Stella Artois searches for new sponsorship strategy

Stella Artois searches for new sponsorship strategy
Stella Artois searches for new sponsorship strategy

LONDON - Perhaps the most surprising aspect of InBev's decision to end its Artois brand's 30-year sponsorship of the traditional precursor to the Wimbledon Championships, the men's tennis tournament held at Queen's Club in West London, is that it didn't pull out sooner.

The official explanation is that governing body the Lawn Tennis Association wants fewer sponsors (10 rather than the current 48) to support a package of events rather than just one. After investing £50m in the Artois Grass Court Championship and gaining considerable profile as a result, Artois now wants to take 'a different strategic direction,' according to an InBev spokeswoman.

'The timing has probably worked out well for Artois,' says Clifford Bloxham, vice-president of athletes and personalities at Octagon. 'It has been an outstanding sponsorship for it, and it is no bad thing to quit while you are ahead. You assume that Queen's will remain the UK's second most-important tournament after Wimbledon, but there is now a very strong event in Germany in the pre-Wimbledon fortnight. Roger Federer played there last year instead of at Queen's, and if the world's number two, Rafael Nadal, decides to do the same, that could undermine Queen's status.'

Other observers, however, believe the tie-up might have outlived its usefulness years ago. 'People automatically associate it with Artois, but as the years go by, the benefits diminish,' says David Farrow, managing director of Ogilvy Action Sports and Entertainment.

Others, still, question the basic logic of the sponsorship. 'Tennis never fitted the Stella brand; if it had, it would have done more tennis sponsorship,' says one. 'It only came about because Frank Lowe [then head of ad agency Lowe, which still handles Artois' advertising] was on the Queen's Club committee and thought it would be a good idea.'

The question now is where Artois will take its sponsorship strategy next. While it has 'very exciting plans in the pipeline,' according to the InBev spokeswoman, it is playing its cards close to its chest. In the meantime, it will upweight its investment in advertising. Its current campaign, using the strapline 'Pass on something good', promotes the family of Artois beers, including the Peeterman and Eiken brands, as well as Stella. But Artois seems to be suffering an identity crisis, which it will need to resolve if future sponsorships are to succeed.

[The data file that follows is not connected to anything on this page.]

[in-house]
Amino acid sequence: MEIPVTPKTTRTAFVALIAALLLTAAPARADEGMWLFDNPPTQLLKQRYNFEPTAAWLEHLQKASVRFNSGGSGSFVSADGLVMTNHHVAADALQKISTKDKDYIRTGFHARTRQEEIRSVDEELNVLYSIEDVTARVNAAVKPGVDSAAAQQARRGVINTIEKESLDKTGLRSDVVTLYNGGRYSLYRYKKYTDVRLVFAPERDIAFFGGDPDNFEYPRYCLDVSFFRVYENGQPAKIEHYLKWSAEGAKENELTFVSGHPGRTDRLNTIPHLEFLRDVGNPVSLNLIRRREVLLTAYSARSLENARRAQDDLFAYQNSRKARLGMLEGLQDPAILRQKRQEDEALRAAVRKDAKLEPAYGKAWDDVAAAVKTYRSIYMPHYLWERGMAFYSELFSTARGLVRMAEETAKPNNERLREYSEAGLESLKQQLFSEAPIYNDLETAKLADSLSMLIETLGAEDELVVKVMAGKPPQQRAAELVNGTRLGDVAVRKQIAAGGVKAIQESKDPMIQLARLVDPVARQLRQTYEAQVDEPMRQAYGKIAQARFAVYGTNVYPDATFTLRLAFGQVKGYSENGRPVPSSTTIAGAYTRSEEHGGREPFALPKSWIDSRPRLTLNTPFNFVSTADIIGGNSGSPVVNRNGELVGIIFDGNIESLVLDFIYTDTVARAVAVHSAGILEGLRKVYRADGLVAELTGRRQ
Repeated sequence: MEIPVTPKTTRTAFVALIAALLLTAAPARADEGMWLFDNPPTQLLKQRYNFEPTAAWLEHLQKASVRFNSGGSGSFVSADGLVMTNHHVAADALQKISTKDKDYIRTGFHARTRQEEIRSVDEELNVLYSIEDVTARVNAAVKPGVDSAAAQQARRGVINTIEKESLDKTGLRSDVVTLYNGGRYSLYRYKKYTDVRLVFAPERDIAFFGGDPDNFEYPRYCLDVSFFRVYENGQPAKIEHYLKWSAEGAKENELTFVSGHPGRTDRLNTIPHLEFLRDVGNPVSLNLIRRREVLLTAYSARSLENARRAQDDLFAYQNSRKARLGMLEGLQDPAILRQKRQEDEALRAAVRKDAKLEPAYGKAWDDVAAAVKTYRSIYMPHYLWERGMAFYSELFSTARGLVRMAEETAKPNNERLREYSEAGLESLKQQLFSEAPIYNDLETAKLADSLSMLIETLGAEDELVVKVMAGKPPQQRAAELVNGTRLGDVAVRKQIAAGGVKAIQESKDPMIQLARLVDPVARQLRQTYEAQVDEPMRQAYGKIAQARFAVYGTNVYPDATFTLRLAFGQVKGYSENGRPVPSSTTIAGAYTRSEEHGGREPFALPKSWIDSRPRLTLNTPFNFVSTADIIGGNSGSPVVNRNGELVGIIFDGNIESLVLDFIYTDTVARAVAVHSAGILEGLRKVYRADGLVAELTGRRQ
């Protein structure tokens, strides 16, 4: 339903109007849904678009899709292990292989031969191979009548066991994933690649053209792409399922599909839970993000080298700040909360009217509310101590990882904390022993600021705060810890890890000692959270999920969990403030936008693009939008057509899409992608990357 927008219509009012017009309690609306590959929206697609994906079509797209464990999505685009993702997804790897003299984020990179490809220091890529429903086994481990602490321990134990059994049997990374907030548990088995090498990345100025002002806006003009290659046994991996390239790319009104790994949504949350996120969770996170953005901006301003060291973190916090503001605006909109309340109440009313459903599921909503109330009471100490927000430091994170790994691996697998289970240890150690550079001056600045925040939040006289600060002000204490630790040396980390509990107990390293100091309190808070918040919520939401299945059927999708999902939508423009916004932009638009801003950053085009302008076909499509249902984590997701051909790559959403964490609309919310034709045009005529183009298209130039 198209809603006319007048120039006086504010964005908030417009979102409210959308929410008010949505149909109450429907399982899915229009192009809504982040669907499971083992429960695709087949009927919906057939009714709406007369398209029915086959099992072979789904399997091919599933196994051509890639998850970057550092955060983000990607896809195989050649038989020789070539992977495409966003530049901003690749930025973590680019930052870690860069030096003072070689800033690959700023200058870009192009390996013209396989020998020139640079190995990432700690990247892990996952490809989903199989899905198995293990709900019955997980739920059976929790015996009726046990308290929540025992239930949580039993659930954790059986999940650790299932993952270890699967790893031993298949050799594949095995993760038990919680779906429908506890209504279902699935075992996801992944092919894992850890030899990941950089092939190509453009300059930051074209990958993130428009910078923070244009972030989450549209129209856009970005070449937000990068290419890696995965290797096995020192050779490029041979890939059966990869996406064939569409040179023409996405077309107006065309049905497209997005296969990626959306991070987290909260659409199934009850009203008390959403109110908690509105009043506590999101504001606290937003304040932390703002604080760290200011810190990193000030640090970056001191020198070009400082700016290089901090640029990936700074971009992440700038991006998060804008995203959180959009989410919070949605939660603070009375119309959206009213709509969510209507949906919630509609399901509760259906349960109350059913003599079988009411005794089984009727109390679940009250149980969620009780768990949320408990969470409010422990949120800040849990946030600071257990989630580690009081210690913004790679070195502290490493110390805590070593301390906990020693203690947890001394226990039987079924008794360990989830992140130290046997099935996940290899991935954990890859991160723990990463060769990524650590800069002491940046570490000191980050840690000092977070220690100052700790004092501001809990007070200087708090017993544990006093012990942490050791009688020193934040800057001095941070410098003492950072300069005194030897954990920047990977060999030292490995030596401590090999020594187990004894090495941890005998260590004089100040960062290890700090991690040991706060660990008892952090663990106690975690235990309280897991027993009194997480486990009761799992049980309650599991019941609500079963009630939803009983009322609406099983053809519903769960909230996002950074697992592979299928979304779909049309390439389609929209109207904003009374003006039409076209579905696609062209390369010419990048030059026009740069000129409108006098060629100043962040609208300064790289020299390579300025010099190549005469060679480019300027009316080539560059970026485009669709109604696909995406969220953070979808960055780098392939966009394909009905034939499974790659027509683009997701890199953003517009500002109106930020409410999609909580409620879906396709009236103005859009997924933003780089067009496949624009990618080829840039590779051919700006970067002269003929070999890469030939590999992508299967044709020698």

The introduction of the Artois umbrella brand is seen by drinks analysts and brand experts as a way of diverting attention away from the negative associations that have built up around Stella. Price discounting, combined with a high alcohol content (5.2%), undermined the lager's premium positioning. Its association with lager louts, which earned it the nickname 'wife-beater', was even more damaging. 

The recently introduced Eiken has a lower alcohol content (4.5%) than Stella or Bock (6.2%), the beer it replaced in the UK, and InBev hopes it will reinforce the brand values of heritage, craftsmanship and 'premiumness'. But the InBev spokeswoman insists that Stella remains the flagship brand and that advertising and future sponsorships will focus on it.

'InBev is trying to dilute the Stella brand while extending it, which is a very tricky thing to do,' says Paul Curran, alcoholic drinks analyst at Euromonitor.

Bloxham believes a carefully thought-out strategy, using different brands for different events, could help Artois communicate a more complicated message. However, the choice of sponsorship vehicle with which to do that is limited. 'If it goes for an Olympic sport, how will it dove-tail what it does now with London 2012?' asks Bloxham. 'If a non-Olympic sport, how will it achieve standout?'

Curran points out that not only are most of the big music sponsorships already accounted for, if Artois is seen as overtly targeting young people, it could find its image tarnished even further.

That leaves film, and sponsorship experts are bemused as to why Artois has reduced its involvement in this area. Last year Stella Artois pulled its sponsorship of Channel 4 films after nine years and was replaced as the official beer of the London Film Festival by Cobra.

'It had a real foothold in film, an area that is far less cluttered than sport or music, and could have built on that,' says Farrow. The InBev spokeswoman, meanwhile, insists that 'film remains part of our long-term strategy'.

Whatever that strategy turns out to be, observers will be watching keenly. As sponsorships go, the Artois Championships will be a hard act to follow.

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